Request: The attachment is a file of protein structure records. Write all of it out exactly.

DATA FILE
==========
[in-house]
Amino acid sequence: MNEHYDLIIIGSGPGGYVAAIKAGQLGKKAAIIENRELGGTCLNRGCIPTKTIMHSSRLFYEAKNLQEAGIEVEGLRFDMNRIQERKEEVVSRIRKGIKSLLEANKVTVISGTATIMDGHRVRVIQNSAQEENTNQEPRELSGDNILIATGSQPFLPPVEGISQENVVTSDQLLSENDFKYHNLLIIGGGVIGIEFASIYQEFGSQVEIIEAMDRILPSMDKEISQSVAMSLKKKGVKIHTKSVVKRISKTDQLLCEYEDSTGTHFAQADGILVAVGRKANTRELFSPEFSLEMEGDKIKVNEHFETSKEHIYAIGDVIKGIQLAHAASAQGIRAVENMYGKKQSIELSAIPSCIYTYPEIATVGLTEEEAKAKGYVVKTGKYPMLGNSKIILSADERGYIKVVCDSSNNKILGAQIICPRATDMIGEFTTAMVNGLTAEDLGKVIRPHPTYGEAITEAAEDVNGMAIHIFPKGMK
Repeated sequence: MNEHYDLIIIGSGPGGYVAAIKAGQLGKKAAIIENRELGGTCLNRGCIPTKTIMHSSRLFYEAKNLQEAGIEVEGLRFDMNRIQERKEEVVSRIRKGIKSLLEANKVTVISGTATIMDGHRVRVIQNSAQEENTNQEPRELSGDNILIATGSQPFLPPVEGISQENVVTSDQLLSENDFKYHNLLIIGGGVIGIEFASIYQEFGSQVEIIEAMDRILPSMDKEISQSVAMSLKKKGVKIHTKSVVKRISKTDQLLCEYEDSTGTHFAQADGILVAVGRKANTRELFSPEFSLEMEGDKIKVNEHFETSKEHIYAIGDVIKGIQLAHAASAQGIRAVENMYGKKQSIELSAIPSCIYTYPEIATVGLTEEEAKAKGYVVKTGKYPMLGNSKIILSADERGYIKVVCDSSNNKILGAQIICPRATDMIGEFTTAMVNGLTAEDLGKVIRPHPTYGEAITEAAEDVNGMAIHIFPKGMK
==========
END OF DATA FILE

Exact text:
[in-house]
Amino acid sequence: MNEHYDLIIIGSGPGGYVAAIKAGQLGKKAAIIENRELGGTCLNRGCIPTKTIMHSSRLFYEAKNLQEAGIEVEGLRFDMNRIQERKEEVVSRIRKGIKSLLEANKVTVISGTATIMDGHRVRVIQNSAQEENTNQEPRELSGDNILIATGSQPFLPPVEGISQENVVTSDQLLSENDFKYHNLLIIGGGVIGIEFASIYQEFGSQVEIIEAMDRILPSMDKEISQSVAMSLKKKGVKIHTKSVVKRISKTDQLLCEYEDSTGTHFAQADGILVAVGRKANTRELFSPEFSLEMEGDKIKVNEHFETSKEHIYAIGDVIKGIQLAHAASAQGIRAVENMYGKKQSIELSAIPSCIYTYPEIATVGLTEEEAKAKGYVVKTGKYPMLGNSKIILSADERGYIKVVCDSSNNKILGAQIICPRATDMIGEFTTAMVNGLTAEDLGKVIRPHPTYGEAITEAAEDVNGMAIHIFPKGMK
Repeated sequence: MNEHYDLIIIGSGPGGYVAAIKAGQLGKKAAIIENRELGGTCLNRGCIPTKTIMHSSRLFYEAKNLQEAGIEVEGLRFDMNRIQERKEEVVSRIRKGIKSLLEANKVTVISGTATIMDGHRVRVIQNSAQEENTNQEPRELSGDNILIATGSQPFLPPVEGISQENVVTSDQLLSENDFKYHNLLIIGGGVIGIEFASIYQEFGSQVEIIEAMDRILPSMDKEISQSVAMSLKKKGVKIHTKSVVKRISKTDQLLCEYEDSTGTHFAQADGILVAVGRKANTRELFSPEFSLEMEGDKIKVNEHFETSKEHIYAIGDVIKGIQLAHAASAQGIRAVENMYGKKQSIELSAIPSCIYTYPEIATVGLTEEEAKAKGYVVKTGKYPMLGNSKIILSADERGYIKVVCDSSNNKILGAQIICPRATDMIGEFTTAMVNGLTAEDLGKVIRPHPTYGEAITEAAEDVNGMAIHIFPKGMK